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As the residents of Stormont Dundas and Glengarry come to terms with the proposal for a large wind power project in their communities, they are interested in receiving more information, and learning about the experience of other Ontario communities.
Several important documentary films have been made in recent years.
Wind Rush was aired in 2013 by the CBC and may be viewed online here. In the new documentary film WIND RUSH, produced for CBC Doc Zone by Toronto’s 90th Parallel Productions, the battleground for the pro and anti wind forces is southern Ontario. The government there pledged to wean the province off coal fired generation plants and replace them with green wind energy.
But as soon as the turbines went up in places like Wolf Island, Amaranth and Bruce County, people realized they could hear them. Sometimes it was like a whisper, but other times it sounded more like a jet taking off.
And then it got worse.
New turbines started coming in at two and three times the size of the old ones. And they were even louder. It led to chronic sleeplessness for many people living close by—and that can lead to diabetes, depression and heart disease. Others were affected in their inner ears by low-level sounds that set off their equilibrium. Doctors started seeing patient after patient complaining of the same sets of symptoms. And then people started to realize that no one had done any significant human health studies before giving the green light to the turbine farms.
The Hammonds, wind farmers
WIND RUSH takes viewers to southwestern Alberta, where wind has been an energy staple for more than twenty years. There is plenty of room for humans and windmills to coexist—a stark contrast to Ontario, where the same prairie technology was installed in a dramatically different landscape. The film then moves to Denmark, a country long considered the poster-child for the wind energy movement. But as WIND RUSH reveals, the relationship between the Danes and turbines has soured.
WIND RUSH talks to people on either side of the turbine divide, and then turns to scientists to try and determine what has gone wrong. In the next several years the turbines will double in size again—bigger, louder and more powerful. But without sufficient research have the people who live among the wind farms been forgotten?
See this film here.
“Big Wind” explores the conflict over the controversial development of industrial wind turbines in Ontario. It is a divisive issue that at times pits neighbour against neighbour, residents against corporations, and the people against their government.
DOWN WIND-Sun Media
See a preview of this video and purchase/download here.*
The green energy scam: how corporations are making millions while Ontario communities are being changed forever.
*Ottawa Wind Concerns owns a copy of this DVD and would be pleased to offer it in a public showing. Contact us at email@example.com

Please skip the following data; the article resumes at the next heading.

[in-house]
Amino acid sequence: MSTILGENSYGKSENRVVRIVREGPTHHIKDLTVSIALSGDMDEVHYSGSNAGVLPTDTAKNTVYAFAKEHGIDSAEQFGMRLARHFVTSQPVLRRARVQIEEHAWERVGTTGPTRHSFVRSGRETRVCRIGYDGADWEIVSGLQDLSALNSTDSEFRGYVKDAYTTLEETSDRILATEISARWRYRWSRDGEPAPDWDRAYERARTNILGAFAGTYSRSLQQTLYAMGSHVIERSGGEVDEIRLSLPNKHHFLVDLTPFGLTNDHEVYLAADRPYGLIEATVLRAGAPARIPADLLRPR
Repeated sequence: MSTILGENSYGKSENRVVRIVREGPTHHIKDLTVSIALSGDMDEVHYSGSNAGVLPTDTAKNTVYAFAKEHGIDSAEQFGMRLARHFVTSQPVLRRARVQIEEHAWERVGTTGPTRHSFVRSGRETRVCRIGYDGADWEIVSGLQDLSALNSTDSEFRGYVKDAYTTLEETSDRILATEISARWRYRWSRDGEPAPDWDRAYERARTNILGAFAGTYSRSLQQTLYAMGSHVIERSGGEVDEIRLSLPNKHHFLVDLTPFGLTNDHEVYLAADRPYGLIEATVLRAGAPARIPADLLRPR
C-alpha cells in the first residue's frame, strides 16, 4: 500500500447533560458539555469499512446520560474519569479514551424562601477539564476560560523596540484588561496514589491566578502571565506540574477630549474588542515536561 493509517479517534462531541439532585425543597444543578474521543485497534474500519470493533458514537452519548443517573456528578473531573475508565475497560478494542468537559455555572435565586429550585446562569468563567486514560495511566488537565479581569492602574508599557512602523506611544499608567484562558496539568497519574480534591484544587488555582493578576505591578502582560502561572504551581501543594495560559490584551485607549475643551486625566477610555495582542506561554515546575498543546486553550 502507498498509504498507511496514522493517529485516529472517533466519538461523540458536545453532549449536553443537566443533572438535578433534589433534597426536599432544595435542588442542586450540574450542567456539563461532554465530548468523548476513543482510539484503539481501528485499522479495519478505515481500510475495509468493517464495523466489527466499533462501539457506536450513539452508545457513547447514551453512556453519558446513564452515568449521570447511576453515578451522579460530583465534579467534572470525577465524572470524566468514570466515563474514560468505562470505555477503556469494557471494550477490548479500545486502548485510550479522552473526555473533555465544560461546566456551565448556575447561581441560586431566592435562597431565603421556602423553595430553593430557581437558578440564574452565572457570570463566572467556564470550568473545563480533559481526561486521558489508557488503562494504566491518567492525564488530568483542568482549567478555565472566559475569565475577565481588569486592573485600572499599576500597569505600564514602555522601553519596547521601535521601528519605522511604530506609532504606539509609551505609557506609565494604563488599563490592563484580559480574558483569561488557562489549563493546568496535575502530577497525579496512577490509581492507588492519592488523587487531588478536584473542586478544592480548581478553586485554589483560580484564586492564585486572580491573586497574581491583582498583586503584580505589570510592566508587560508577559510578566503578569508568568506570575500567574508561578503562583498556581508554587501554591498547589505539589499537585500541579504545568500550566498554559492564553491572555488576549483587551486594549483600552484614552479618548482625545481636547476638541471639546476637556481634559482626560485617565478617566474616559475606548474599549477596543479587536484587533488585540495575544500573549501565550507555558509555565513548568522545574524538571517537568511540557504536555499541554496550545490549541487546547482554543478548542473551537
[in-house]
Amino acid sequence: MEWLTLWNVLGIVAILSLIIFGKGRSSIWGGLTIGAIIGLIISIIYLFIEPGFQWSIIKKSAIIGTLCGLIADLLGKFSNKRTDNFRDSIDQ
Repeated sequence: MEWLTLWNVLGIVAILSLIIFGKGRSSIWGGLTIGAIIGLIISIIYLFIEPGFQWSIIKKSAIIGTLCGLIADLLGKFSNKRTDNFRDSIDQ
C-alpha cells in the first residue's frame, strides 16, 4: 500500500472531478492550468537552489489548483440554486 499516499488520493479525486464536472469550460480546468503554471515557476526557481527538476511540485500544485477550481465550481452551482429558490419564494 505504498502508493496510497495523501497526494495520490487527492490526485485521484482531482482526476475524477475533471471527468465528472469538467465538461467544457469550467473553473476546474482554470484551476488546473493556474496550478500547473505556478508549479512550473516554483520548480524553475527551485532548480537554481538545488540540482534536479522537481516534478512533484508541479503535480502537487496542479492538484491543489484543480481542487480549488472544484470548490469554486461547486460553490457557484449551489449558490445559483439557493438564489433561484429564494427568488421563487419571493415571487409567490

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Cheryl Irven , resident of North Stormont said:
I found the documentary, Big Wind, TVO to be very informative and although it is filmed in Southern Ontario- it could be any rural area. Where I live we are at the stage where the general public are just becoming aware of the wind turbine areas proposed for our region. It has just begun to have a bearing on the traditional rural farming community and the relationships between the HOST neighours and the NON-HOST neighbours! That doesn’t even take into account all of the health issues that are possible. The ramifications are incredible. I look forward to watching the other two docs that you have mentioned- especially the Sun Media one!
Each documentary has its strengths. What we like about Down Wind was that it went very deep into the businesses behind the wind power development rush, particularly Mike Crawley, former CEO of AIM/PowerGen and GDF Suez, who is also a very significant player in the Liberal Party. When he was Party president both in Ontario and nationally, his company got lucrative wind power contracts. In any event, they all show what happens in communities–the social effects will never be repaired from this divisive, exclusionary and ideologically driven energy policy.
Cheryl Irven , resident of North Stormont said:
I am anxious to review the other two documentaries to gain more information, be it
business, political or scientific. Thank you for you feedback!
Cheryl, the documentary ‘Big Wind’ has told part of the story. There is so much more! Follow the ‘Leaseholders on the Hook for Billions’ story out of Huron County. It’s a story that is currently unfolding.
The earlier projects have had to learn the hard way because of the deceptions and malfeasance of many complicit agents. Rural people are losing trust in their government because of industrial wind turbines. People are slowly but surely realizing this government’s real agenda for rural Ontario. It is sickening.
Get your friends, family and neighbours organized and stop the wind company in its tracks before they seriously damage your community.
Huron County concerned citizens have worked diligently to stop this madness. They have used proper protocol consistently to protect their homes and families and yet K2 Wind has been allowed to proceed. The K2Wind turbines were said to be being tested as of the middle of March, but are still running. It is so disillusioning.
And yet this story is not over. Justice will be served to all complicit players in this incursion/imposition which was rationalized by the IPCC alarmism which is steadily being exposed as having been based on faulty computer modelling. Do the research yourself on wattsupwiththat.
Rural residents of Ontario must unite, network and support one another.
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